On the bright side, it's meant our summer highs have averaged about 10° cooler than normal. It's also meant we've gotten a lot done on inside projects such as the hall bathroom (which is no longer in the hall), and Dan's study. With more rain every time Dan has a day off, there was nothing for it but to start on what will eventually become our bedroom.

Closet door in the spare bedroom.

Above, is a photo of what we've been calling the spare room (photos of the entire room including the goofy closet, here). Initially, we used the room for storage while we worked on other rooms with the idea that it would eventually become a guest bedroom. Then we got another idea.

In my Dan's study post, I told you about our proposed master bedroom suite and showed you changes in the floor plan. Now that his study and the bathroom are done, the bedroom is the last room to finish the project. With all the rain, we figured we might as well give it a start.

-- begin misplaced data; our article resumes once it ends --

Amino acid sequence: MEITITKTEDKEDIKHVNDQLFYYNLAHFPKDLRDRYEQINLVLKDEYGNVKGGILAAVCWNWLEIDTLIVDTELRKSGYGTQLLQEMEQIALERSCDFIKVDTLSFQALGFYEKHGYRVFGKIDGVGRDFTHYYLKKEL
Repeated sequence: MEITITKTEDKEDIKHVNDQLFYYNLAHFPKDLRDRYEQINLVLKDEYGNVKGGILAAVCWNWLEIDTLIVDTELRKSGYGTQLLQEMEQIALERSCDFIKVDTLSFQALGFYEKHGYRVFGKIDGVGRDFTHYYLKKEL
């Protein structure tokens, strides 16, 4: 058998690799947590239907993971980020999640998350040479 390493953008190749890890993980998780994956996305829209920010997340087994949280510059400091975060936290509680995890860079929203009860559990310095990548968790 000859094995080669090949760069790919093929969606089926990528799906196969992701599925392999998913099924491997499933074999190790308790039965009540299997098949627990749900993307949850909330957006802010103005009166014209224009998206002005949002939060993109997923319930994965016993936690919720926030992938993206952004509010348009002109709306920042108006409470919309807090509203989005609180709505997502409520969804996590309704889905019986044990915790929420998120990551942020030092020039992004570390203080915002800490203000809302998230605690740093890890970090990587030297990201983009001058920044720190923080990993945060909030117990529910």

Most of the walls (and ceilings) in our old house are oak tongue &
groove. The boards have to be individually removed to tear down a wall. 

We don't want to make this a complicated project (yeah, right), but we do want to revamp the closet. There's something like 188 cubic feet behind that wall, largely untapped because the old closet doors are an inadequate 24 by 72 inches. The first step was to tear down that wall.

Our ceilings are 8' 9"

There were actually two closets behind the wall, the one for the spare room on the right, and one for the bedroom we use now, my closet actually, on the left. The wall is not load bearing, so the studs can be removed to rebuild the space to make his and hers closets. Our ceilings are tall, 8' 9", so above the closets we plan to build storage cupboards for seasonal items, such as extra blankets and linens.

The next step will be to take down those studs, but before we begin to rebuild we need to gut the wall with the windows on it.

A view out the windows
The windows are original to the house.

The drafty, loose fitting windows need to be replaced and insulation must be added in the wall.

We'll just take it a step at a time depending on the weather and Dan's work schedule. And as much as we'd both love to be outdoors, we'll also both admit we can't wait to have our new bedroom done. At least we have a place to sleep in the meantime.